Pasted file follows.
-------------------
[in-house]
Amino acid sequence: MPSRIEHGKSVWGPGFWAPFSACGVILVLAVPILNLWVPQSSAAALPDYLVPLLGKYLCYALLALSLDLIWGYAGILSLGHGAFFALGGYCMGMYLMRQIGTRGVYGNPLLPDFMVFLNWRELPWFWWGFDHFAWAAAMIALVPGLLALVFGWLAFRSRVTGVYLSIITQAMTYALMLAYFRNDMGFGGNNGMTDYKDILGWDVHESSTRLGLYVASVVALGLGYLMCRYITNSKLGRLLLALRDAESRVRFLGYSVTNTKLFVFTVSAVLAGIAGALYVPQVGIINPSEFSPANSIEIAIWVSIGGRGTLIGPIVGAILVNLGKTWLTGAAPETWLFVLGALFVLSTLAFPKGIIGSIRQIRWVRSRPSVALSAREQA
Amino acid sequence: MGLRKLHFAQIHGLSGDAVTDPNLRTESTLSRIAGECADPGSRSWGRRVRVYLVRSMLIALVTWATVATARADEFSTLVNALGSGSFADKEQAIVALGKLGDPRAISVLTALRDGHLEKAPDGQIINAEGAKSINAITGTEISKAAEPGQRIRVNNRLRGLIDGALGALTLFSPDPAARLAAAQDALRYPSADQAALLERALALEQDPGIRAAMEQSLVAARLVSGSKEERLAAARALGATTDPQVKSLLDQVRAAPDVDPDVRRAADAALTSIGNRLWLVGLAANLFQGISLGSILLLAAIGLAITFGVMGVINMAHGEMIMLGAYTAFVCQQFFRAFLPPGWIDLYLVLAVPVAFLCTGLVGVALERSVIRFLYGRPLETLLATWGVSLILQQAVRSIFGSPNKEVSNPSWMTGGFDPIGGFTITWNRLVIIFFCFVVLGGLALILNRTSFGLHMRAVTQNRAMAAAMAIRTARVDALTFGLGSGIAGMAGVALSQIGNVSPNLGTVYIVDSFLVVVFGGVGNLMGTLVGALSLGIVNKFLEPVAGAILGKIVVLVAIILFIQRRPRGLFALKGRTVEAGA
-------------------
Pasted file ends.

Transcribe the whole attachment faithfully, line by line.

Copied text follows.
[in-house]
Amino acid sequence: MPSRIEHGKSVWGPGFWAPFSACGVILVLAVPILNLWVPQSSAAALPDYLVPLLGKYLCYALLALSLDLIWGYAGILSLGHGAFFALGGYCMGMYLMRQIGTRGVYGNPLLPDFMVFLNWRELPWFWWGFDHFAWAAAMIALVPGLLALVFGWLAFRSRVTGVYLSIITQAMTYALMLAYFRNDMGFGGNNGMTDYKDILGWDVHESSTRLGLYVASVVALGLGYLMCRYITNSKLGRLLLALRDAESRVRFLGYSVTNTKLFVFTVSAVLAGIAGALYVPQVGIINPSEFSPANSIEIAIWVSIGGRGTLIGPIVGAILVNLGKTWLTGAAPETWLFVLGALFVLSTLAFPKGIIGSIRQIRWVRSRPSVALSAREQA
Amino acid sequence: MGLRKLHFAQIHGLSGDAVTDPNLRTESTLSRIAGECADPGSRSWGRRVRVYLVRSMLIALVTWATVATARADEFSTLVNALGSGSFADKEQAIVALGKLGDPRAISVLTALRDGHLEKAPDGQIINAEGAKSINAITGTEISKAAEPGQRIRVNNRLRGLIDGALGALTLFSPDPAARLAAAQDALRYPSADQAALLERALALEQDPGIRAAMEQSLVAARLVSGSKEERLAAARALGATTDPQVKSLLDQVRAAPDVDPDVRRAADAALTSIGNRLWLVGLAANLFQGISLGSILLLAAIGLAITFGVMGVINMAHGEMIMLGAYTAFVCQQFFRAFLPPGWIDLYLVLAVPVAFLCTGLVGVALERSVIRFLYGRPLETLLATWGVSLILQQAVRSIFGSPNKEVSNPSWMTGGFDPIGGFTITWNRLVIIFFCFVVLGGLALILNRTSFGLHMRAVTQNRAMAAAMAIRTARVDALTFGLGSGIAGMAGVALSQIGNVSPNLGTVYIVDSFLVVVFGGVGNLMGTLVGALSLGIVNKFLEPVAGAILGKIVVLVAIILFIQRRPRGLFALKGRTVEAGA